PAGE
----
The Student News Site of Tarrant County College

The Collegian

The Student News Site of Tarrant County College

The Collegian

The Student News Site of Tarrant County College

The Collegian

Top 10 black movies

By Alex Muhindura/entertainment editor

In honor of Black History Month, The Collegian will examine the best aspects of black culture in a four-part series. This second installment focuses on the best black movies and the impact they left on society.

These films may have shined a light on injustice, had a lot of commercial success or provided a big break for up-and-coming stars, but they are all great works of art that have stood the test of time. 

1. Malcolm X (1992)

Spike Lee and Denzel Washington came together for this masterpiece about the life of the civil rights leader. Washington gave a once-in-a lifetime performance, and Lee established himself as one of the best filmmakers.

2. Roots (1977)

The jarring mini-series authentically illustrates the horrors of slavery. The sheer scope of the project would have been enough to make it a classic, but the performance by LeVar Burton took it over the top.

3. The Color Purple (1985)

The epic story of a beaten-down black woman at the turn of the 20th century shows the trials and tribulations of black women who were victimized by both races. The star-studded cast shined under Steven Spielberg’s direction.

4. Do the Right Thing (1989)

Spike Lee’s tale of bigotry and racial tension in Bedford-Stuyvesant Brooklyn remains one of the top movies from a director with a handful of hits. It opened to controversy but was deemed culturally significant by the Library of Congress.

5. Harlem Nights (1989)

Eddie Murphy’s parody of Prohibition-era gangsters was entertaining and funny but earned cult status by uniting comedic legends Murphy, Richard Pryor and Redd Foxx on film. It also features an unforgettable scene involving the shooting of a pinky toe.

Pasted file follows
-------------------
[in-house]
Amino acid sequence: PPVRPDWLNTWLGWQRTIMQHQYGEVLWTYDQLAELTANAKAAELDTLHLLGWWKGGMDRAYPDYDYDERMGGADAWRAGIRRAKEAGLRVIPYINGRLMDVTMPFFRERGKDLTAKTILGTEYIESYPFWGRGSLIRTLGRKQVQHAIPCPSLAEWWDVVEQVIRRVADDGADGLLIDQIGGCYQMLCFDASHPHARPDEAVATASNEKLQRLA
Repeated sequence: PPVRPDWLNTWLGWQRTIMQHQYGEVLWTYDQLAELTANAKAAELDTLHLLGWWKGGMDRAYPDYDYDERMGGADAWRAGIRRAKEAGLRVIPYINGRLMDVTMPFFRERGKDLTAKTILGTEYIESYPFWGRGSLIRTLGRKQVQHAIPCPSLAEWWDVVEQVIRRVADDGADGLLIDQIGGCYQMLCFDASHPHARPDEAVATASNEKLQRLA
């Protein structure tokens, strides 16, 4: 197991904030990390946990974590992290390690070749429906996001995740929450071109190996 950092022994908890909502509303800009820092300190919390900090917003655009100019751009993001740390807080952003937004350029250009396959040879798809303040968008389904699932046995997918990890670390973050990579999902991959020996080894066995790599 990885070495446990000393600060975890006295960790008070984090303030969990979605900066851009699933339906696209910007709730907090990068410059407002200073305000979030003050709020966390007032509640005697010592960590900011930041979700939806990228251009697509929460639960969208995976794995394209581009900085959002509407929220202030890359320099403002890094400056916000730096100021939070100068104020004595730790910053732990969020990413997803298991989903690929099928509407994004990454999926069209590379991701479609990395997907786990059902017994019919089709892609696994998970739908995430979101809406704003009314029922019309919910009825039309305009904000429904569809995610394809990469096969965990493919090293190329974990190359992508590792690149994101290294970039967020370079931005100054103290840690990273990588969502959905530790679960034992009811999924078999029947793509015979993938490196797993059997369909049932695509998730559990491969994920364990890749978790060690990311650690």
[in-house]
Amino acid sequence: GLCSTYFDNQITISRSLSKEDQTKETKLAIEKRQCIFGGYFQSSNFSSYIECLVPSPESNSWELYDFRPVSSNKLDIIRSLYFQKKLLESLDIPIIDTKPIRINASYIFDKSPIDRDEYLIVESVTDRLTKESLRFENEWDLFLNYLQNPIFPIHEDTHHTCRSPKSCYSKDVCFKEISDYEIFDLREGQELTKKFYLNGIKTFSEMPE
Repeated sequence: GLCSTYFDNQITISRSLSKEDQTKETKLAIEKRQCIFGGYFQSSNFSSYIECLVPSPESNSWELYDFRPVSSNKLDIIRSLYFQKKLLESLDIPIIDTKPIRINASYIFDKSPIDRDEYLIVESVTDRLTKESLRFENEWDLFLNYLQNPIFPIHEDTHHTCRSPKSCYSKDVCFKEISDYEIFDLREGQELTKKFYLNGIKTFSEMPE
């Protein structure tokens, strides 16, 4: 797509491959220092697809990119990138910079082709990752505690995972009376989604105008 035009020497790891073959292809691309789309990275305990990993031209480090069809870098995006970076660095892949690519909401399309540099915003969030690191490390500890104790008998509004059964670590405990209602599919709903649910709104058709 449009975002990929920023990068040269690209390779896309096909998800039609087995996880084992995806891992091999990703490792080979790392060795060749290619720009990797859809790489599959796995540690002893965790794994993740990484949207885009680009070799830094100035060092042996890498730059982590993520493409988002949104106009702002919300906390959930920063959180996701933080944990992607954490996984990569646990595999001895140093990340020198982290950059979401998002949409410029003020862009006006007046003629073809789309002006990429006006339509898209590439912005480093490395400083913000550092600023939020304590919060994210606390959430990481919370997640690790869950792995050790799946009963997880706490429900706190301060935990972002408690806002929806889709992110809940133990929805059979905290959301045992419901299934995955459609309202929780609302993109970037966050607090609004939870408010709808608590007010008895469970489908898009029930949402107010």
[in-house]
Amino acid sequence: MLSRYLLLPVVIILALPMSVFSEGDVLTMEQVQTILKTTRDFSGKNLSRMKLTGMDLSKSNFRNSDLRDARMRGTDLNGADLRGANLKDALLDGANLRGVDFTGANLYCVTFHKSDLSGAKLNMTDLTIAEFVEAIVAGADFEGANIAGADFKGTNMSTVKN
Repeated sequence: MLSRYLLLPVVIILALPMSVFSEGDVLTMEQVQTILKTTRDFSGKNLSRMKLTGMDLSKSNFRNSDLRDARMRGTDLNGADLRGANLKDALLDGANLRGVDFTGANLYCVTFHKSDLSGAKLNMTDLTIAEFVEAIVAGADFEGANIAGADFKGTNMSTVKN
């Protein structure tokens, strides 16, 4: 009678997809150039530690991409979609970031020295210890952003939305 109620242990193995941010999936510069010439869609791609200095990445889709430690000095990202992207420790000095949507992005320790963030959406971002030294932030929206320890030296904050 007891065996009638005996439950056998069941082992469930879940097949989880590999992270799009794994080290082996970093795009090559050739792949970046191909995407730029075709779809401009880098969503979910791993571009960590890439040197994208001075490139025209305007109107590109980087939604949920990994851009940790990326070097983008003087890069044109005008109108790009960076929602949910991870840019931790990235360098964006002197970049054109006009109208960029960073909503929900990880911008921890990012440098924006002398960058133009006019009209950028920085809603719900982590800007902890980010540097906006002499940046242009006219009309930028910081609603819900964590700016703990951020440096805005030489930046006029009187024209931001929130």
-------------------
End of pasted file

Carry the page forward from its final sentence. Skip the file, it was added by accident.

6. Hollywood Shuffle (1987)

Robert Townsend wrote, produced and directed this film about how blacks fought stereotypes and typecasting in their quest to break into Hollywood. It also served as a break for several unknown actors like Keenen Ivory Wayans and John Witherspoon.

7. 500 Years Later (2005)

Owen Shahada’s independent documentary explores the problems that plague the African diaspora like corruption, crime, poverty and AIDS. The movie patches together the experiences of black people across the globe to make a revealing report on the state of the community.

8. Menace II Society (1993)

This raw, unflinching tale of two young men growing up in South Central Los Angeles gained notoriety for its extreme violence, but it accurately depicted the lifestyle of gang-infested cities. Larenz Tate’s portrayal of O-Dog, a 16-year-old sociopathic killer with a death wish still brings goose bumps.

9. Stormy Weather (1943)

The star-studded all-black cast went against all conventions in the 1940s. The musical features Cab Calloway, Lena Horne and Fats Waller.

10. Richard Pryor: Here and Now (1983)

The godfather of black comedy was at the height of his genius in this stand-up special. The comic’s take on race, relationships and vice remains timeless.

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